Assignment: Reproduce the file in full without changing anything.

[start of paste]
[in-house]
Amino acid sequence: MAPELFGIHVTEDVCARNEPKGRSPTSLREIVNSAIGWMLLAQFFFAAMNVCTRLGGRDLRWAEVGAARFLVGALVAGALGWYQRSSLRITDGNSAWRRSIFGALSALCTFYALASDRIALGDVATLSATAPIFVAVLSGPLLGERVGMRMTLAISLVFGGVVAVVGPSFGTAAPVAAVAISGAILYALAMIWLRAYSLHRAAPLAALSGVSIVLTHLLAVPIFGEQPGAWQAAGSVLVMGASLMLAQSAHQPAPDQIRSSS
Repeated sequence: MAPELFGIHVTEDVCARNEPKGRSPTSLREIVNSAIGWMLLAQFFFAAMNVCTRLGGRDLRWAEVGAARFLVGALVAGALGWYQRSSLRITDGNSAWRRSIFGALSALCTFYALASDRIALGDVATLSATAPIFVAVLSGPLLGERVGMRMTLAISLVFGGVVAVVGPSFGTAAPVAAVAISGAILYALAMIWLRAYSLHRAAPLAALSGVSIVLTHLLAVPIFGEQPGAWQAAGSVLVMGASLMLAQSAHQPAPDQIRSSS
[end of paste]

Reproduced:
[in-house]
Amino acid sequence: MAPELFGIHVTEDVCARNEPKGRSPTSLREIVNSAIGWMLLAQFFFAAMNVCTRLGGRDLRWAEVGAARFLVGALVAGALGWYQRSSLRITDGNSAWRRSIFGALSALCTFYALASDRIALGDVATLSATAPIFVAVLSGPLLGERVGMRMTLAISLVFGGVVAVVGPSFGTAAPVAAVAISGAILYALAMIWLRAYSLHRAAPLAALSGVSIVLTHLLAVPIFGEQPGAWQAAGSVLVMGASLMLAQSAHQPAPDQIRSSS
Repeated sequence: MAPELFGIHVTEDVCARNEPKGRSPTSLREIVNSAIGWMLLAQFFFAAMNVCTRLGGRDLRWAEVGAARFLVGALVAGALGWYQRSSLRITDGNSAWRRSIFGALSALCTFYALASDRIALGDVATLSATAPIFVAVLSGPLLGERVGMRMTLAISLVFGGVVAVVGPSFGTAAPVAAVAISGAILYALAMIWLRAYSLHRAAPLAALSGVSIVLTHLLAVPIFGEQPGAWQAAGSVLVMGASLMLAQSAHQPAPDQIRSSS